Giving the Middle-Finger to My Emergency Fund

I am a big proponent of having an emergency fund. In fact, one of my medium term goals is to have a $10,000 emergency fund (about 4.5 months of living expenses). So you may be surprised to hear that I recently took $4,000 out of my emergency fund (balance was at $6,200 at the time) and used it in a way that I feel is much more productive.

Where did it go?

That $4,000 went right into my Roth IRA. With my goal of maxing my 401(k) for the year, I knew it was going to be tough to max the Roth in 2010. However, I know that these early years are the most important for the growth of my Roth. Somehow, someway, I was determined to make sure I was able to contribute the full $5,000 for the year.

With both retirement accounts getting maxed for the year, I know my investment accounts are going to grow at a faster pace than I could have ever hoped. A little bit of sacrifice now (and it really is only a little bit) will set me up for that boat and house on the beach that J. Money and I always talk about for our early 40s.

What happens if an emergency occurs?

Well I am glad you asked. I still have an emergency fund of about $2500. So, I am covered for at least a little bit. I also have additional cash savings (set up for specifics savings goals) that I can spend if I am really in a tight spot. There is also a $1500 cash buffer that I keep in my checking account. All in all, I am at about the same place I was cash wise prior to the $4K being yanked out.

You then ask, what happens if I burn through all of that cash?  Well I am glad you asked, because that was a legit concern of mine as well. I consulted with a financial advisor (someone who is 30 years my senior and specializes in retirement accounts including the Roth IRA) and found out an interesting aspect to Roth’s. Now, we already know you can take out your principle investments at any time without penalty. We also know you can’t put that money back in until the next tax year if you have already maxed your contribution for the year. BUT, you CAN take out principle funds from your Roth for a maximum of 60 days and return them in full without penalty once over the course of a year. If you return the funds within those 60 days, it’s like it never happened.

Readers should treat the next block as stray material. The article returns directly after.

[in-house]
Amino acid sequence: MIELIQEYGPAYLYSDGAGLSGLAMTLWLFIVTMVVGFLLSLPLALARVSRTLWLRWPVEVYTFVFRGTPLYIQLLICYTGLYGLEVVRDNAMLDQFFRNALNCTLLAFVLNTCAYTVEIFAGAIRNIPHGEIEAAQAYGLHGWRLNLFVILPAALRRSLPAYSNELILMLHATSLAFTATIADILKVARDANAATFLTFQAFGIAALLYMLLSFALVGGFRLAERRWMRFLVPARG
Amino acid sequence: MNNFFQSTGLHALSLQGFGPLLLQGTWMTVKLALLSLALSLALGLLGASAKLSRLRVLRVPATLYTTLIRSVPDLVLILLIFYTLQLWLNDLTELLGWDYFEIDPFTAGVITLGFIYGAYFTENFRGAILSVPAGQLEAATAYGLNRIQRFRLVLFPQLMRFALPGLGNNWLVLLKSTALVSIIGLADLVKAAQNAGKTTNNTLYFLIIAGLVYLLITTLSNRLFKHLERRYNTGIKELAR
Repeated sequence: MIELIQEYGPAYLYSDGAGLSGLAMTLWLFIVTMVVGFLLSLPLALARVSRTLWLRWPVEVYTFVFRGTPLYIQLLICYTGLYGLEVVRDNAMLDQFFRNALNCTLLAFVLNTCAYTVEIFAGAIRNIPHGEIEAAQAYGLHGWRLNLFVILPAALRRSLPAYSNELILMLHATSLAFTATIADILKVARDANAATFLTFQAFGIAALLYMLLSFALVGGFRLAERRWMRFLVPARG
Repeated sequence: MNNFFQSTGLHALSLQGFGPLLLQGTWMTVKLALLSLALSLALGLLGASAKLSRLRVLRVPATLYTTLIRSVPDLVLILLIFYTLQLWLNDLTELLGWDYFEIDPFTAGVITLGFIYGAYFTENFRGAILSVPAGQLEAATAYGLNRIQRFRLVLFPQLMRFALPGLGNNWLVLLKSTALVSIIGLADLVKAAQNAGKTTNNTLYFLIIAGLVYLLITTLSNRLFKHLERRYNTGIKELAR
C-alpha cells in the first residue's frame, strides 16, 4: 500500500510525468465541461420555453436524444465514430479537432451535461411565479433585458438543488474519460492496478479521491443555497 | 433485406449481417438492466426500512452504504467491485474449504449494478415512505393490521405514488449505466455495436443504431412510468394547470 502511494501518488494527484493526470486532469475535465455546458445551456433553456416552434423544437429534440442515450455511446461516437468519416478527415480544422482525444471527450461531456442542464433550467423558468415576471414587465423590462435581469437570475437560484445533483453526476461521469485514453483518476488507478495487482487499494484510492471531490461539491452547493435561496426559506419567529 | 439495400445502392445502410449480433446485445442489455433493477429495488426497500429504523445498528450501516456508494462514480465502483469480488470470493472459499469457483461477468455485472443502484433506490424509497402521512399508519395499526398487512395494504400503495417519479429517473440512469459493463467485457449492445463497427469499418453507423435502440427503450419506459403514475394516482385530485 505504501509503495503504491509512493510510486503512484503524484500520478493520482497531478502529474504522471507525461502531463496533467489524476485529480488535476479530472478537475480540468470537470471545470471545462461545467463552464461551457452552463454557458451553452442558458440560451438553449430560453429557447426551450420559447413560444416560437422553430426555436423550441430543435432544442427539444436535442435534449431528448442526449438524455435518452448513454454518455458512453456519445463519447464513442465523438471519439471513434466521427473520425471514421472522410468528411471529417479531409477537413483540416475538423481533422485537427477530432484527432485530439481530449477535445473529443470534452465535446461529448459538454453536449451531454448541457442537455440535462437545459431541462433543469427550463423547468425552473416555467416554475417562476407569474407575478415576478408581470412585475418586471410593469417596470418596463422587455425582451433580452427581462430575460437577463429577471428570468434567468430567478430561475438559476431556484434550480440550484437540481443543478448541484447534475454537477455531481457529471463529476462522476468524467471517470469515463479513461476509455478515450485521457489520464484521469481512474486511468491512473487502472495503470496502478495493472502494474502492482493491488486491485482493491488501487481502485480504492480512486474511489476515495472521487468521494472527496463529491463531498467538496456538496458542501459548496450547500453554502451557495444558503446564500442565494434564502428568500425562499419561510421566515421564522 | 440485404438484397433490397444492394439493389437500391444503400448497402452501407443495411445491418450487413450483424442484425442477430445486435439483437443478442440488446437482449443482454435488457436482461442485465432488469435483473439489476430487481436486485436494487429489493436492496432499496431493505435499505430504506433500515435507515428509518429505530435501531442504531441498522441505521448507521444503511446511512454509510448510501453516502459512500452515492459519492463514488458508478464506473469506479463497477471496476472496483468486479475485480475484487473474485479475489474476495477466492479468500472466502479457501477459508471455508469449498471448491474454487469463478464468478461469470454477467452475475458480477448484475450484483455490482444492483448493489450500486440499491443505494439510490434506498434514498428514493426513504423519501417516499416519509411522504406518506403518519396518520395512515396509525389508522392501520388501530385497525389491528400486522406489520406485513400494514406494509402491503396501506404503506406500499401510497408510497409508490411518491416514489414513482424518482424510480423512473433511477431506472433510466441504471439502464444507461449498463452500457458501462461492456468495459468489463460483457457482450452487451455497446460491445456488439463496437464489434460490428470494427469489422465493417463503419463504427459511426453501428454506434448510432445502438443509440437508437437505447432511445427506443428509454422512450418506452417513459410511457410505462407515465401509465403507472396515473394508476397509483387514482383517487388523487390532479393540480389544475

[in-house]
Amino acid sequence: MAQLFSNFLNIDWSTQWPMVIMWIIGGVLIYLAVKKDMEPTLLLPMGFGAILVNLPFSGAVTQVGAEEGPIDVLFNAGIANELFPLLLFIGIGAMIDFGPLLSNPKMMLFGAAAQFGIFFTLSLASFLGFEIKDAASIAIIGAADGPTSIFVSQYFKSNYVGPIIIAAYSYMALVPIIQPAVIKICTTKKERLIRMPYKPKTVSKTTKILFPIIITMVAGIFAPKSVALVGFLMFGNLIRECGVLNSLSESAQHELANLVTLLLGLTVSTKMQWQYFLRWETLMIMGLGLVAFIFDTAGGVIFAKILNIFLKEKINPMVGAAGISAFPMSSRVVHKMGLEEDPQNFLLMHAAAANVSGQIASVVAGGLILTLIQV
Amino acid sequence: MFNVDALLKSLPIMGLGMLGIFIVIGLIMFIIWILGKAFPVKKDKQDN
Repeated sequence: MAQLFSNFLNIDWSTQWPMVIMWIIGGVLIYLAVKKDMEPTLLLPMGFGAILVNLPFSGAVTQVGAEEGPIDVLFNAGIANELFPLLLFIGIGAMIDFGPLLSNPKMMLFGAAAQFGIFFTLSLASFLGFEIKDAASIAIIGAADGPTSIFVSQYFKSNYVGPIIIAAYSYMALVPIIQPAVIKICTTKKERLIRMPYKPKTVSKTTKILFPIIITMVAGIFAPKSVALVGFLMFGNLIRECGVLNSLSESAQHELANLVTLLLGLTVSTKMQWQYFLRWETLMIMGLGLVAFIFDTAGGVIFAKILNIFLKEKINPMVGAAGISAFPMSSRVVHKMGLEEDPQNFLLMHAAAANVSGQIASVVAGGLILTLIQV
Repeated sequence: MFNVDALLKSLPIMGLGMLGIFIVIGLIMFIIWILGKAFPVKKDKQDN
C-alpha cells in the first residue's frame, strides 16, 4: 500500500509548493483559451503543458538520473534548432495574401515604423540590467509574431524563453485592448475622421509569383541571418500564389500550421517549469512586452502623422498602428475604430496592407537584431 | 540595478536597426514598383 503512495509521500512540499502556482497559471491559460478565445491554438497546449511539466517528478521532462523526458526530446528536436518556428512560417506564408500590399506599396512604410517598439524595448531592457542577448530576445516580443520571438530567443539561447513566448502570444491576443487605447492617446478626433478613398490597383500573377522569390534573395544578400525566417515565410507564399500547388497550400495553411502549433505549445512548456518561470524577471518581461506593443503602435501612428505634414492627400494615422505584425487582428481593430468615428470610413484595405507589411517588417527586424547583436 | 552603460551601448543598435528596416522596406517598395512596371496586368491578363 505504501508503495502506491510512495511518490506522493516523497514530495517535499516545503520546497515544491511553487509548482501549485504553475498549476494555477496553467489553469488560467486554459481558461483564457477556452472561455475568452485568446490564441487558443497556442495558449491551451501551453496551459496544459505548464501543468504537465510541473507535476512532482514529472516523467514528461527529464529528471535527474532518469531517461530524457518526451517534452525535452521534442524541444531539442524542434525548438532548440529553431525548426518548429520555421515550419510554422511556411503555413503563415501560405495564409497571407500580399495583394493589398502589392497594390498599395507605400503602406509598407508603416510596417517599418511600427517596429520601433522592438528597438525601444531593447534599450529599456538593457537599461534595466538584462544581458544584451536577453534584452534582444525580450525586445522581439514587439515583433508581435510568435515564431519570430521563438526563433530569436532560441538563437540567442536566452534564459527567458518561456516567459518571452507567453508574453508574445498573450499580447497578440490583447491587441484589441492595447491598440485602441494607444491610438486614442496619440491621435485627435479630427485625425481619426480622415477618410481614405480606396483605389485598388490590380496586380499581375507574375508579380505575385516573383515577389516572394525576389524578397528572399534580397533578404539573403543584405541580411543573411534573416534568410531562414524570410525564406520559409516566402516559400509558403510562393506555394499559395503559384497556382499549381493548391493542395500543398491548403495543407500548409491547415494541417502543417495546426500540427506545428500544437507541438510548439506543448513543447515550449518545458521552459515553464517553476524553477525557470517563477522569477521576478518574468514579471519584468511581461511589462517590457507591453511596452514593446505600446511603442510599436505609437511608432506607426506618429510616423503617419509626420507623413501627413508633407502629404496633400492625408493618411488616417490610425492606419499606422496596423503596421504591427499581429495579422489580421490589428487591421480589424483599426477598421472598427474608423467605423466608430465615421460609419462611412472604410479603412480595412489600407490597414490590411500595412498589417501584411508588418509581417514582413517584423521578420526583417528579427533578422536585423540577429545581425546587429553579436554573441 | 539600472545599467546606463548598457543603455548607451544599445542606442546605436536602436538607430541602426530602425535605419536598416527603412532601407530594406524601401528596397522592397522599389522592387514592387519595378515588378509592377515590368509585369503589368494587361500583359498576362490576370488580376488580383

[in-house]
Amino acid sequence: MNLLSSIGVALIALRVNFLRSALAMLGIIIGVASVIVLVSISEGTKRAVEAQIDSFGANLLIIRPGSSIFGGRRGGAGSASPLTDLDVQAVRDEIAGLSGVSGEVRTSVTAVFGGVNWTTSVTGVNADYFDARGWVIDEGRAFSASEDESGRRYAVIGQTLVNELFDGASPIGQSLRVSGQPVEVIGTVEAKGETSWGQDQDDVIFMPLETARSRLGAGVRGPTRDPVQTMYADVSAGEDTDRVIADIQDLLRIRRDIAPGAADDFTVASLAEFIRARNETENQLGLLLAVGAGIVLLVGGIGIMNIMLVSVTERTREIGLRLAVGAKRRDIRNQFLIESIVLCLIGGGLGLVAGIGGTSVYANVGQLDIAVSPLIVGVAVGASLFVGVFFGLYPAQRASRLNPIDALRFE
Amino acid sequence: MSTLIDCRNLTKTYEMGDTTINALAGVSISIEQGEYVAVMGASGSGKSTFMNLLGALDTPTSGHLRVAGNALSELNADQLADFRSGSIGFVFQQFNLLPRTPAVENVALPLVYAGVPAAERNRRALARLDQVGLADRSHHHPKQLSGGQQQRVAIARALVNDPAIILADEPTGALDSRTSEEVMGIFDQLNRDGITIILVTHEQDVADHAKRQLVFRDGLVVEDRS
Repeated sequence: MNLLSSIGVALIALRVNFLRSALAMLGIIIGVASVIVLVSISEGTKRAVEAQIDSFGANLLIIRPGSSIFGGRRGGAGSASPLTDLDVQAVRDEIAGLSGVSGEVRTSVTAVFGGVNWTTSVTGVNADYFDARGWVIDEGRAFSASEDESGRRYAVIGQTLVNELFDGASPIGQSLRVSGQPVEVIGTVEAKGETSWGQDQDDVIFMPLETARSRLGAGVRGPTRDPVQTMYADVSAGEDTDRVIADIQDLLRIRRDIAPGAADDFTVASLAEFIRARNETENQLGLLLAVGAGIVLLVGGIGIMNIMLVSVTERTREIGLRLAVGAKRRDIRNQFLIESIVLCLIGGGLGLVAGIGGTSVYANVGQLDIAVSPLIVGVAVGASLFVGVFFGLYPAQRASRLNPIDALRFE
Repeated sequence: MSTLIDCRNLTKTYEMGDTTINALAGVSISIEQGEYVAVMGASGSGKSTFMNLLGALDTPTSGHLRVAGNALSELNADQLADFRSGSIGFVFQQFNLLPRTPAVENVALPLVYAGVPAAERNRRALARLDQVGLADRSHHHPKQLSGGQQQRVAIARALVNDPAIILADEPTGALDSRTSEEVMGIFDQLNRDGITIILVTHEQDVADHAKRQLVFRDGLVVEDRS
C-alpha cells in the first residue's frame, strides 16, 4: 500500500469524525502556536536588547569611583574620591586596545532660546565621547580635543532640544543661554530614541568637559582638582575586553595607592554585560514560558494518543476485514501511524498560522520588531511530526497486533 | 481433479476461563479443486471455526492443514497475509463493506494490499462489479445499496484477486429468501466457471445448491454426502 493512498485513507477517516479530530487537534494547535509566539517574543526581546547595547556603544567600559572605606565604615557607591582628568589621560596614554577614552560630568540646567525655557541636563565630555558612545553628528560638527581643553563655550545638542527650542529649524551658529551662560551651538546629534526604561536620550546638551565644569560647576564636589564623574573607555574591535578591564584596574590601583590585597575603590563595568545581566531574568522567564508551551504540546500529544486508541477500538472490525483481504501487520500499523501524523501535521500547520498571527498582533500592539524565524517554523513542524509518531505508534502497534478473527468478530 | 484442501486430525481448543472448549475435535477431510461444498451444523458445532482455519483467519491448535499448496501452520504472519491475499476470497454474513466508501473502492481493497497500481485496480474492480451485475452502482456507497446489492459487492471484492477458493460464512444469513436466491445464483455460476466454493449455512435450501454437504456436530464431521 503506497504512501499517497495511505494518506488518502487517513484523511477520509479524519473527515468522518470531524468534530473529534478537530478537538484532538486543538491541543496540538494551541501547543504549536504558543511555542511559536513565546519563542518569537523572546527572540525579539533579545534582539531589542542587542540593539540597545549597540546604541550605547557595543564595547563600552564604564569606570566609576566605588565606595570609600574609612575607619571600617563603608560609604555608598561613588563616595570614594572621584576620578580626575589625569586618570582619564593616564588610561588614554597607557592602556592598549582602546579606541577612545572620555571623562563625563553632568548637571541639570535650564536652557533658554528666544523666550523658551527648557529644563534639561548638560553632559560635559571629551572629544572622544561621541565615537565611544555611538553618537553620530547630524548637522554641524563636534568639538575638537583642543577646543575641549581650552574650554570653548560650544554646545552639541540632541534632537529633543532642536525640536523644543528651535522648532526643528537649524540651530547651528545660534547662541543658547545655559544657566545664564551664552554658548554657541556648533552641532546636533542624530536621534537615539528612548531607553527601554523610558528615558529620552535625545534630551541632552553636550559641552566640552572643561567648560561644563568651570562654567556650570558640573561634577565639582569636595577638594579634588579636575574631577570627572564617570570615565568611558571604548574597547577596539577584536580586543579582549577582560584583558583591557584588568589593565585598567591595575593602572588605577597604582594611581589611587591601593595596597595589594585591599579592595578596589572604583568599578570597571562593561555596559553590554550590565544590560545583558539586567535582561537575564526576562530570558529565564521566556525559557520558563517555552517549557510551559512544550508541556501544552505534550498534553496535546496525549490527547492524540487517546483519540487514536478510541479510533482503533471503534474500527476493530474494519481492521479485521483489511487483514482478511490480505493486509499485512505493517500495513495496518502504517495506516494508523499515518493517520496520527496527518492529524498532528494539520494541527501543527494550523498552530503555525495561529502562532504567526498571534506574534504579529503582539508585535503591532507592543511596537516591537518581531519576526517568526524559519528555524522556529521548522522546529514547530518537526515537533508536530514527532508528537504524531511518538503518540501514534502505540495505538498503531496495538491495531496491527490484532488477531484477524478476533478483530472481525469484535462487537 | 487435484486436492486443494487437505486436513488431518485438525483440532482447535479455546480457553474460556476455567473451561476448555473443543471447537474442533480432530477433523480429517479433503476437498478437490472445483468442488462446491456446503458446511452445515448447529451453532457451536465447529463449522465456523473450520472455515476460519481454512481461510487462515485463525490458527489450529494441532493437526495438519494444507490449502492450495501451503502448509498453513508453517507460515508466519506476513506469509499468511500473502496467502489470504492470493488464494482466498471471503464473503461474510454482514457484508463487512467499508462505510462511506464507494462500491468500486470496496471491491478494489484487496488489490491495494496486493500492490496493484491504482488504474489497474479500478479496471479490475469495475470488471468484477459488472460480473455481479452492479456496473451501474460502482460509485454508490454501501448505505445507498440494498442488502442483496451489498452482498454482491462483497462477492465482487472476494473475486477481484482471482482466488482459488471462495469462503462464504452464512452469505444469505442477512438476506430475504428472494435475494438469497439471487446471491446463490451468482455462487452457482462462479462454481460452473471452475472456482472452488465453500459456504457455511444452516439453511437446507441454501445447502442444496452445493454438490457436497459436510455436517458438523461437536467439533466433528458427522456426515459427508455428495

This was all the reasoning I needed to make that jump.  If I can have a 60 day loan from my Roth with no stipulations, I know all my financial bases are covered.

Why did I do it?

Well, I explained what I would do if an emergency occurred above, but that doesn’t get to the fundamental logic for me making this bold move. While I embrace an emergency fund, I do so begrudgingly.

Cash is cash, and having ample cash reserves is important. Does it matter if it’s in an ING sub account labeled as “emergency fund”?

While having that $10,000 e-fund is important to me, it is only a mid-level priority. Maxing out my investments in mutual funds (especially my Roth in my mid 20s) takes priority over almost all other financial decisions I make.

It certainly also helps that I have diversified my income over the past two years and that I have a position with my employer that I feel is extremely secure.

What do you think?  Have I made another personal finance sin?  Have I gone absolutely mad because I feel the emergency fund isn’t the holy grail of my personal finance life?  Let me know your thoughts below.

6,354 Responses to Giving the Middle-Finger to My Emergency Fund
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    November 16, 2018 | 11:23 pm

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    November 16, 2018 | 11:47 pm

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Giving the Middle-Finger to My Emergency Fund

I am a big proponent of having an emergency fund. In fact, one of my medium term goals is to have a $10,000 emergency fund (about 4.5 months of living expenses). So you may be surprised to hear that I recently took $4,000 out of my emergency fund (balance was at $6,200 at the time) and used it in a way that I feel is much more productive.